Abstract: There is a large dispersion in college attainment rates across regions in the US. In this paper, I show that local skill composition acts as an information channel by which college age individuals learn about the returns to skill. Using richly detailed individual level panel data I show that the responsiveness of the college attainment decision to the local skill premium varies significantly with the existing share of skilled in the local labor force. This effect persists even when accounting for other channels studied in the literature like school quality. To understand the implications of local learning on the aggregate supply of skill, I present a model of endogenous skill acquisition with uncertainty and learning about the returns to skill from the existing share of skilled in the local labor force. Using this framework, I numerically show how this local learning channel can give rise to persistent dispersion in rates of skill acquisition across regions. Low skill traps arise when initial beliefs are low compared to the actual realization of the high skill wage.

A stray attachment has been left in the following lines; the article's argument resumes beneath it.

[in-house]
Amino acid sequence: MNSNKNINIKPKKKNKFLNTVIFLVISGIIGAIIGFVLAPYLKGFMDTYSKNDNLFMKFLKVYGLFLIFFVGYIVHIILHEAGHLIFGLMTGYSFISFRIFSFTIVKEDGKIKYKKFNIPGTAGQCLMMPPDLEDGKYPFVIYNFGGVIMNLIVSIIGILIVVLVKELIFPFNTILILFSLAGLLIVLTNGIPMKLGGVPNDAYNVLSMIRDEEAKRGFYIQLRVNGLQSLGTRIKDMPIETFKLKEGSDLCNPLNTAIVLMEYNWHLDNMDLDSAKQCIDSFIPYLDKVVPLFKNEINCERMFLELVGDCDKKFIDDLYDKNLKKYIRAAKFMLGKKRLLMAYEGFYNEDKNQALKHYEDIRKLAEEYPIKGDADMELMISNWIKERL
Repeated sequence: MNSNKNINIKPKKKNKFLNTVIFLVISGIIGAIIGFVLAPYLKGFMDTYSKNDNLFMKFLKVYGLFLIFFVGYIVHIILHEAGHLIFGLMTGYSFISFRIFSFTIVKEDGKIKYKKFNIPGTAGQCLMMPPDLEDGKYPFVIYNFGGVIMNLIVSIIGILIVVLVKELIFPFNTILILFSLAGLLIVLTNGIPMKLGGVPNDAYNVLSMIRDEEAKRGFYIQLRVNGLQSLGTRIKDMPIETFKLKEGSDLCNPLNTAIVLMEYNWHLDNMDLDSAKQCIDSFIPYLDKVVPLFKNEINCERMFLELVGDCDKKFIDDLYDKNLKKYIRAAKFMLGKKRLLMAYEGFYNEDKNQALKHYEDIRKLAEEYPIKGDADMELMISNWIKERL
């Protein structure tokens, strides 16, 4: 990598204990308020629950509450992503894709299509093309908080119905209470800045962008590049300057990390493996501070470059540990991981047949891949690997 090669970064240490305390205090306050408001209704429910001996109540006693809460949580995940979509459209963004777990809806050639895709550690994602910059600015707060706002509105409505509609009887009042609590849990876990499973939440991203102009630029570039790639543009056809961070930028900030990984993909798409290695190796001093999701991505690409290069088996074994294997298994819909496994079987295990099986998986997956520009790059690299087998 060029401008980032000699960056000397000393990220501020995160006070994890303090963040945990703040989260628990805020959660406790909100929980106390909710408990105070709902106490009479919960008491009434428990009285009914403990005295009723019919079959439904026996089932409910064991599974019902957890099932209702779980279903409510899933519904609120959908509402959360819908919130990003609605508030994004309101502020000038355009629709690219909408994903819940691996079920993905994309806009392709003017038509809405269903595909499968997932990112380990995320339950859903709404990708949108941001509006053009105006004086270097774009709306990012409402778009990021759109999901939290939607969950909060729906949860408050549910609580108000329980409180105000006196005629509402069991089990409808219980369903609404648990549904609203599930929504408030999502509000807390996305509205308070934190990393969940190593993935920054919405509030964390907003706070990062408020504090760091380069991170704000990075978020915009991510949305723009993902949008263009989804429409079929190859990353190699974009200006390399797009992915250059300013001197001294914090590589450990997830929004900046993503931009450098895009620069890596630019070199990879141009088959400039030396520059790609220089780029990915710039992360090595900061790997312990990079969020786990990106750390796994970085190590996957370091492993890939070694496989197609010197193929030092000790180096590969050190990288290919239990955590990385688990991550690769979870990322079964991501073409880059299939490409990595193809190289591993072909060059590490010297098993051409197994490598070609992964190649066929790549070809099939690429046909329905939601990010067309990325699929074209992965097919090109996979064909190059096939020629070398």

Rules of origin and export quality: The case of Bangladesh
Work in Progress:
Regional exposure to trade shocks: A unifying approach (with Marisol Rodriguez Chatruc)